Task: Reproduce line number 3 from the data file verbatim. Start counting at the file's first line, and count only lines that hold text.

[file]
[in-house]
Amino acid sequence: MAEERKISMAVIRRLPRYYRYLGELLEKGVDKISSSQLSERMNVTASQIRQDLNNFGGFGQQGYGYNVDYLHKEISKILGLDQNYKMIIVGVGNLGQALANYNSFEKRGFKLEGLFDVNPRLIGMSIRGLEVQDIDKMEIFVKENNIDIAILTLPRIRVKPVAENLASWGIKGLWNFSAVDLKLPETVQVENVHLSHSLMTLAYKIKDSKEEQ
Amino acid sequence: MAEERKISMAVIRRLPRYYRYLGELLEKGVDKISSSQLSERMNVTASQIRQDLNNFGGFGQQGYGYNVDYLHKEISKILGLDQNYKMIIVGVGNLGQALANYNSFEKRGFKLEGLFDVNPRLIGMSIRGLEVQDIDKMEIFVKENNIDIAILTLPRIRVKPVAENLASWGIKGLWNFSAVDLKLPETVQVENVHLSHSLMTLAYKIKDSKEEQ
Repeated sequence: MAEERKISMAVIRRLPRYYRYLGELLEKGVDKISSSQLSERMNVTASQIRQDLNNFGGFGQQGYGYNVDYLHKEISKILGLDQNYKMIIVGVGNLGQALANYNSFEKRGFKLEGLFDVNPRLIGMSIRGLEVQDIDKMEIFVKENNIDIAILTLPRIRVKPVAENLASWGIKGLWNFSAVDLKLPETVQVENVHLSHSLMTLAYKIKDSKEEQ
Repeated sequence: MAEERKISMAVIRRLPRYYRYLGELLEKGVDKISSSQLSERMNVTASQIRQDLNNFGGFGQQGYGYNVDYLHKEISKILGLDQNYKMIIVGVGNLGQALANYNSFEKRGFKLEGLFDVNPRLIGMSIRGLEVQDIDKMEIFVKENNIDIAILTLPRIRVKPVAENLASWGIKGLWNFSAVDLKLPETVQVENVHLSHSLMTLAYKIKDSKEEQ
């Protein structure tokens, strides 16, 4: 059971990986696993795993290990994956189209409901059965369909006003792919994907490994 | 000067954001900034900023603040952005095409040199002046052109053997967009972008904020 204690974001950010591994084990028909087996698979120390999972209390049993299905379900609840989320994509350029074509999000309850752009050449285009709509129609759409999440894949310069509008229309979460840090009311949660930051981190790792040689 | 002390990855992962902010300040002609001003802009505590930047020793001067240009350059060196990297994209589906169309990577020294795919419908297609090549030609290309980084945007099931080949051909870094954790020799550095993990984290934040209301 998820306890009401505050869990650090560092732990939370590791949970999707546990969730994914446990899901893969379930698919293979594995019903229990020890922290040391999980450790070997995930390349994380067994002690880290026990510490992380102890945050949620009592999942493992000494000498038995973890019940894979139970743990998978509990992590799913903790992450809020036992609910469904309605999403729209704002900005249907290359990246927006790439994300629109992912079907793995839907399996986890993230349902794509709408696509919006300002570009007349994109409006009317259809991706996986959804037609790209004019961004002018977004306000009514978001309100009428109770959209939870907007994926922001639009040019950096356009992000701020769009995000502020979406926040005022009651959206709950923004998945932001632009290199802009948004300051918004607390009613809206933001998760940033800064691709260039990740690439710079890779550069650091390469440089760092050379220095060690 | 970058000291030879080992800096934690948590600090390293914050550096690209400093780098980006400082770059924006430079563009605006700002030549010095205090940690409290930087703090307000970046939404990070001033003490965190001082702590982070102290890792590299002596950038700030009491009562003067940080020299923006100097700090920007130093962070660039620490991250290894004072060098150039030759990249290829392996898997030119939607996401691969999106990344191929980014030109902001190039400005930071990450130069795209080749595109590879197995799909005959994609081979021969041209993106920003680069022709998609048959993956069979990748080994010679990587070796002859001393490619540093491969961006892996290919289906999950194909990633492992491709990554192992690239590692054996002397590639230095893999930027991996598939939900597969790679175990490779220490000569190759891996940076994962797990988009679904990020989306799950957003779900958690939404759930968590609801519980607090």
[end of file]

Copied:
Amino acid sequence: MAEERKISMAVIRRLPRYYRYLGELLEKGVDKISSSQLSERMNVTASQIRQDLNNFGGFGQQGYGYNVDYLHKEISKILGLDQNYKMIIVGVGNLGQALANYNSFEKRGFKLEGLFDVNPRLIGMSIRGLEVQDIDKMEIFVKENNIDIAILTLPRIRVKPVAENLASWGIKGLWNFSAVDLKLPETVQVENVHLSHSLMTLAYKIKDSKEEQ